You’ve read it time and time again. “Bring Your Own Device” isn’t a trend, it’s the future. Workplaces where companies let workers use their own devices for work purposes are the new normal. BYOD attracts new hires and lifts employee morale and productivity. But this doesn’t mean a small business owner should recklessly jump right into BYOD just because everyone else is doing it. Data and network security concerns have to be thought out, defined, and addressed in a comprehensive BYOD policy. Here are three things to consider.
Cost of Support
Most businesses salivate at the thought of the money saved by having employees participate in a BYOD program. With employees using their own devices for work, there is no need to shell out thousands of dollars for desktop PCs, smartphones, tablets, and laptops. While that’s undoubtedly a huge incentive, extra support costs must also be factored in. Chances are your employees aren’t necessarily tech savvy and will need help deploying applications and performing basic yet very necessary maintenance techniques. Unless you have a dedicated IT support team, which most SMBs do not have, you will need to turn to a Managed Service Provider (MSP) in your region for support. A MSP can provide specialized expertise and leverage Mobile Device Management (MDM) tools to keep your network infrastructure and business applications monitored, secured and fully optimized.
Limited Number of Support Devices
Obviously you can’t accommodate EVERY employee-owned device. Limiting the types of devices accepted in your BYOD program will mitigate any need to pay for software or equipment upgrades for outdated devices and keep your infrastructure safer as a whole. It’s important to not be too exclusive, select a broad range of devices and their more recent releases to accommodate the varied preferences/tastes of your employees.
Adopting BYOD at your workplaces will expose your company to more legal risks. Sensitive business or private client/customer data can potentially be exposed if devices are lost or stolen. The personal online habits of your employees can also increase your network’s vulnerability to viruses, phishing, or hacking schemes designed to steal such data. These increased legal risks are another reason why SMBs must take precautions such as working with a MSP that offers a solid MDM solution to ensure all employee devices are configured, deployed, managed and monitored in a manner that prioritizes data integrity and security.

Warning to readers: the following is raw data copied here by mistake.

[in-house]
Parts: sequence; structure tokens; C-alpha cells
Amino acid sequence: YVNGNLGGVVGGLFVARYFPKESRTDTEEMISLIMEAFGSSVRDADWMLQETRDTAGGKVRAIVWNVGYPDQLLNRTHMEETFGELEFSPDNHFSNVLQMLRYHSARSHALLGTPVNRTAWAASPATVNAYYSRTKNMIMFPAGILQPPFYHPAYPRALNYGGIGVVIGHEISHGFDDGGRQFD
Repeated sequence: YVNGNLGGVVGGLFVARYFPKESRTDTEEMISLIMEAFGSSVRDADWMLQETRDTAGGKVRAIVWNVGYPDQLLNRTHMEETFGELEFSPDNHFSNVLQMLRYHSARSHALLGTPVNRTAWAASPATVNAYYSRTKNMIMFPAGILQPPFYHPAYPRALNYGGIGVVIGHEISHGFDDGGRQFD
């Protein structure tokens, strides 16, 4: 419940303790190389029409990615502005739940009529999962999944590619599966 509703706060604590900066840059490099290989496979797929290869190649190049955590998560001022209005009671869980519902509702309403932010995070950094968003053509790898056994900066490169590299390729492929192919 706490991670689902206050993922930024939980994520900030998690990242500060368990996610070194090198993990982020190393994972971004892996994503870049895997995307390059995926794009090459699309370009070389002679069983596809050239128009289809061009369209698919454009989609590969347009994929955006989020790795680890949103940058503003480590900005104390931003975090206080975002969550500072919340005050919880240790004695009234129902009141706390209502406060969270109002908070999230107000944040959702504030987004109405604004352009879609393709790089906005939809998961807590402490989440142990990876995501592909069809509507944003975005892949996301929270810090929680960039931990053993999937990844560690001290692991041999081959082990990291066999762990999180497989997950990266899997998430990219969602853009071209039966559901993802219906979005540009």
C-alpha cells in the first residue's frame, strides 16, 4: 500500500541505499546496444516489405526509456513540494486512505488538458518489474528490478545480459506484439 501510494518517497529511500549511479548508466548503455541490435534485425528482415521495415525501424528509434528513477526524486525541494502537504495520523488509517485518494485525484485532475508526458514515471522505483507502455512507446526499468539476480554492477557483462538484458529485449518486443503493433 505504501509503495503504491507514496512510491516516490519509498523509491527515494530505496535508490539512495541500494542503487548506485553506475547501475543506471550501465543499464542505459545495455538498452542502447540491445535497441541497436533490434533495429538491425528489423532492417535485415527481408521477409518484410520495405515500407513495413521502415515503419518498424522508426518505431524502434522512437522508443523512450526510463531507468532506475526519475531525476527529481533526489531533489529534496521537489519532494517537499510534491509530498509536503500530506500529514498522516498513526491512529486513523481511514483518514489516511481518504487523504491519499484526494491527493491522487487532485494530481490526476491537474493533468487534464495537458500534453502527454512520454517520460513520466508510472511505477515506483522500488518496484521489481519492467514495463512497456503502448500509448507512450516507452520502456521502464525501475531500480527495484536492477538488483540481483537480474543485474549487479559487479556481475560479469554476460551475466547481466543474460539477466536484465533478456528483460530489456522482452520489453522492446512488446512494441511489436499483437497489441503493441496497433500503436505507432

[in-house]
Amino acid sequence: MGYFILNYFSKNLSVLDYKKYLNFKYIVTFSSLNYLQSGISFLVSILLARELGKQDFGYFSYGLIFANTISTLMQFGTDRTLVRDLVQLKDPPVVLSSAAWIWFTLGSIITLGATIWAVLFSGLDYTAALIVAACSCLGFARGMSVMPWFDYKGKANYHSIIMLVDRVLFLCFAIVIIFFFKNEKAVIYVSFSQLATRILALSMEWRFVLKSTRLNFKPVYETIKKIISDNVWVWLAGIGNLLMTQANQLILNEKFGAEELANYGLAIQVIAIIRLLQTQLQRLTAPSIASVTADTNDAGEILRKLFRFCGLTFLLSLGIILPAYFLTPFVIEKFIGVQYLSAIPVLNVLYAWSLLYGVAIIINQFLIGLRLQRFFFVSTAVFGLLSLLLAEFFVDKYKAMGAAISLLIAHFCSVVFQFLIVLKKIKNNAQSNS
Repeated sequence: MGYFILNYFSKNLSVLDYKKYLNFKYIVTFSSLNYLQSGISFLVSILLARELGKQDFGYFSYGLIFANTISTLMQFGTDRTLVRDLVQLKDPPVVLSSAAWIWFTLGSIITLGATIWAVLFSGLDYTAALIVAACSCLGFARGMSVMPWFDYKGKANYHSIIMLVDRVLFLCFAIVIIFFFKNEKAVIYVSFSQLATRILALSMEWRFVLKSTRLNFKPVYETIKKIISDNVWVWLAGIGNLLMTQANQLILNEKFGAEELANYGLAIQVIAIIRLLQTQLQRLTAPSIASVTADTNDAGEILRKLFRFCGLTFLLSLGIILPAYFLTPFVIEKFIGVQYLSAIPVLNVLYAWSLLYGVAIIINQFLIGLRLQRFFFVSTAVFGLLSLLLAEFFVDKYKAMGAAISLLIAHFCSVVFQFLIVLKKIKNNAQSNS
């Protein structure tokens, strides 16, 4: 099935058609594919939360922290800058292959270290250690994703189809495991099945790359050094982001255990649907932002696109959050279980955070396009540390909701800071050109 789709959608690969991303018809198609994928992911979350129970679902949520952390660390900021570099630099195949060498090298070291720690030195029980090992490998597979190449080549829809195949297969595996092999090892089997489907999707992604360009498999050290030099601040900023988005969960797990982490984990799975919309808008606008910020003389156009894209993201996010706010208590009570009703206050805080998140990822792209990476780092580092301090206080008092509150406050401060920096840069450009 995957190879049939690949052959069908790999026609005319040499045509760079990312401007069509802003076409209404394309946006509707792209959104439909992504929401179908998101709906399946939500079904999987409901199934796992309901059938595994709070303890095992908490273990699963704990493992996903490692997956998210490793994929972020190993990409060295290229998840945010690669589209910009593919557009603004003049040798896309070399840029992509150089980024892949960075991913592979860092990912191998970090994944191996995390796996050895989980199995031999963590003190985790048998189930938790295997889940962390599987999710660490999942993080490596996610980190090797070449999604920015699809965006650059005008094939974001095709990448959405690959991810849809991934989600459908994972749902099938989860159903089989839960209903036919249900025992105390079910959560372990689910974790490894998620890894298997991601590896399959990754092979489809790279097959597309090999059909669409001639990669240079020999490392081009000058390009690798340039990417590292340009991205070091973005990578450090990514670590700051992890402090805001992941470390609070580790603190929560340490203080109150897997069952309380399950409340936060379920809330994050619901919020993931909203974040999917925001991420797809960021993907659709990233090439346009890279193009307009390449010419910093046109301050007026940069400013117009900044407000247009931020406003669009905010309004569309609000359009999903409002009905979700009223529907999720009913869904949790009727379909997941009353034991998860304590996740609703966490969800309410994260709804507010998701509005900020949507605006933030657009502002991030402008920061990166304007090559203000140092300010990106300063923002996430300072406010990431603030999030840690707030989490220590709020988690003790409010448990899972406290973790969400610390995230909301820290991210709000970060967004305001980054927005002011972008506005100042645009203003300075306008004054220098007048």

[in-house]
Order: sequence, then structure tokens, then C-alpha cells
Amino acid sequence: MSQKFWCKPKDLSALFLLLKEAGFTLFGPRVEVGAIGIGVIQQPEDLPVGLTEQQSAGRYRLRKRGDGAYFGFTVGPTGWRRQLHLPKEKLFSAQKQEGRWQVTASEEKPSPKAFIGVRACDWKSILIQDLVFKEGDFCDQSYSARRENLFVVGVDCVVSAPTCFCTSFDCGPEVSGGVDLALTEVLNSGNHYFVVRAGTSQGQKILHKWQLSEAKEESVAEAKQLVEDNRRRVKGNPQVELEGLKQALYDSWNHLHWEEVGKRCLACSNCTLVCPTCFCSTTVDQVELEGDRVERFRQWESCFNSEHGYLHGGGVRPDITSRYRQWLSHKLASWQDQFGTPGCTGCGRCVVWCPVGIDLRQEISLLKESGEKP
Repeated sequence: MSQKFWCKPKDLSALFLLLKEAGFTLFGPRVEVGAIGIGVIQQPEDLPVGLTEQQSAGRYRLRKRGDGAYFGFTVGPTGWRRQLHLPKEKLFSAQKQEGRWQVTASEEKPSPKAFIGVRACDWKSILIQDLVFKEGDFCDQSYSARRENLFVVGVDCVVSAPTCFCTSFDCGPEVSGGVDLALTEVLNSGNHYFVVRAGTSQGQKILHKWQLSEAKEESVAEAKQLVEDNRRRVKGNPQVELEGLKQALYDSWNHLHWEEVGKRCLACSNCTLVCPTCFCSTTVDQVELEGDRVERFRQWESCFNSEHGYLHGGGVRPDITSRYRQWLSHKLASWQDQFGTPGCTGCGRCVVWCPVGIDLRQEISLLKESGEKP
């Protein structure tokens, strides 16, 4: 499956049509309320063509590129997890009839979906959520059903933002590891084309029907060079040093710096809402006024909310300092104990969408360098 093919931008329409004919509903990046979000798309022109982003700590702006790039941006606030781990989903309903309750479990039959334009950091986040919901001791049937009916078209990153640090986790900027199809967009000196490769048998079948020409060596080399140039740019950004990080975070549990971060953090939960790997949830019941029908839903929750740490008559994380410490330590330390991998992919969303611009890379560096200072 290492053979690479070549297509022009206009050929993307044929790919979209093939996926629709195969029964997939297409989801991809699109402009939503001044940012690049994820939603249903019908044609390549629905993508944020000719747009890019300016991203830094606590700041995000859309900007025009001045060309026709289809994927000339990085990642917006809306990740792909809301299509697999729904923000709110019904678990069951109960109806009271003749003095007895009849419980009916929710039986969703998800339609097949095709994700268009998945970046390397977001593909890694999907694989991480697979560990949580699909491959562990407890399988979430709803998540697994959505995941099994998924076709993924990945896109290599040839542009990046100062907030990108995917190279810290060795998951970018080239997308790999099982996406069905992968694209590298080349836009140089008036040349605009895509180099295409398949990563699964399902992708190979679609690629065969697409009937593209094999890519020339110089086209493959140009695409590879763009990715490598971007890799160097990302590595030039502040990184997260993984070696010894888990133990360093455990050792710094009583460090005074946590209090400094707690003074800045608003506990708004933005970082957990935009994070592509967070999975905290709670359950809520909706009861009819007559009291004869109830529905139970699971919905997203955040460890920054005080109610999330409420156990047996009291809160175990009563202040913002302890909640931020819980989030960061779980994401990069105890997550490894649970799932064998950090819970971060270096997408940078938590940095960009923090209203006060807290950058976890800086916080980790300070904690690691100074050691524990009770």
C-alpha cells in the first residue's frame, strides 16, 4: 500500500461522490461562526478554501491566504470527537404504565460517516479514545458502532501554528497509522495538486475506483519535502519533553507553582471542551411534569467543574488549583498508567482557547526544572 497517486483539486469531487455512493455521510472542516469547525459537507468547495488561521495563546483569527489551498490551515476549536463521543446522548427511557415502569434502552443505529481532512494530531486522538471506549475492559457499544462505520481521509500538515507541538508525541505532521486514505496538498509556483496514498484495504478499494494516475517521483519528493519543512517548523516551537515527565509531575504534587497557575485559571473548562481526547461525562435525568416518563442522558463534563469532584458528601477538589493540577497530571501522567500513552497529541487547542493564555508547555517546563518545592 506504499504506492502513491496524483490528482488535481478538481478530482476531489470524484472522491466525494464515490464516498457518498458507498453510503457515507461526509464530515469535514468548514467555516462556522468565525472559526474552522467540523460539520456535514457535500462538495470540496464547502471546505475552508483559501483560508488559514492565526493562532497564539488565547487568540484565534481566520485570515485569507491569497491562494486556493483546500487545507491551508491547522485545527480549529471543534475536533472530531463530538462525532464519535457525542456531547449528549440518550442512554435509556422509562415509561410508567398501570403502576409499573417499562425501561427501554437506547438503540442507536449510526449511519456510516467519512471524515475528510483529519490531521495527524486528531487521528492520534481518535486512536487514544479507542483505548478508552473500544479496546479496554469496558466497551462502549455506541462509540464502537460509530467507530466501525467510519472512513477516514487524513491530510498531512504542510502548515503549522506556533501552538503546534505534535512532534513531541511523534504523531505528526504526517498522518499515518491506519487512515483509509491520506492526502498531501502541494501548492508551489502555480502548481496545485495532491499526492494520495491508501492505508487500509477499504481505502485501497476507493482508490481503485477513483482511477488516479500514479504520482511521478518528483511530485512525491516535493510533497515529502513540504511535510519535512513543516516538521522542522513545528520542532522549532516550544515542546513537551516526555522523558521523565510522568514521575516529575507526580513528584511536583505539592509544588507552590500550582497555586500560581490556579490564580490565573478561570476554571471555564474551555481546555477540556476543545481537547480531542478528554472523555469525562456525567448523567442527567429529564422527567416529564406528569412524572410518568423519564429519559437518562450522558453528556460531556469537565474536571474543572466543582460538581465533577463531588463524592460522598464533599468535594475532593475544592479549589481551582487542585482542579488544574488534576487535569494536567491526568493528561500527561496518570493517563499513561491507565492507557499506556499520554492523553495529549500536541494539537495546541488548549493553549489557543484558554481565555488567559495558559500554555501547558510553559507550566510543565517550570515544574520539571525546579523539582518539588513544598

5 Ways SMBs Can Save Money on SecuritySmall-to-medium sized businesses and large enterprises may seem worlds apart, but they face many of the same cyber-security threats. In fact, in recent years, cyber-criminals have increasingly targeted SMBs. This is because it’s widely known that SMBs have a smaller budget, and less in-house expertise, to devote to protection. Thankfully, there are several things SMBs can do today to get more from even the most limited security budget. And, no, we aren’t talking about cutting corners. Far too often, SMBs cut the wrong corners and it ends up costing them more money in the long run. It’s a matter of taking a smarter approach to security. Here are five smart approaches to takePrioritize - Every business has specific areas or assets critical to its core operations. Seek the input of valued staff and team members to determine what these are. Is there certain data that would be catastrophic if it was lost or stolen? If hackers compromise a ne…
Stay Secure My Friend... More Hackers Targeting SMBs Many SMBs don’t realize it, but the path to some grand cybercrime score of a lifetime may go right through their backdoor. SMBs are commonly vendors, suppliers, or service providers who work with much larger enterprises. Unfortunately, they may be unaware that this makes them a prime target for hackers. Worse yet, this may be costing them new business.Larger companies likely have their security game in check, making it difficult for hackers to crack their data. They have both the financial resources and staffing power to stay on top of security practices. But smaller firms continue to lag when it comes to security. In many cases, the gateway to accessing a large company’s info and data is through the smaller company working with them. Exposed vulnerabilities in security can lead cybercriminals right to the larger corporation they’ve been after.Cybercriminals Target Companies with 250 or Fewer EmployeesResearch is continuing to show…
Outsourcing? Really. Its OK: How it can save time and money Almost by definition, small business owners and entrepreneurs cringe at the concept of outsourcing. Those who start their own companies like the control and autonomy it provides them. Unfortunately, that preference for control and autonomy may have some bad side-effects when it comes to IT. Small business don't have the resources to fully support all of their IT infrastructure needs. The present in-house staff is most likely very busy putting out day-to-day fires. One statistic suggests 65% of IT budgets go to nothing more than keeping the lights on. In short, staff is busy making sure the printer works or reloading a PC infected by a virus after an employee fell for a phishing email. This means that small firm's expenditures on IT are not improving operational, efficiency, or enhancing productivity or competitiveness. There is an alternative. Managed Service Providers are outside consultants you can bring in to handle t…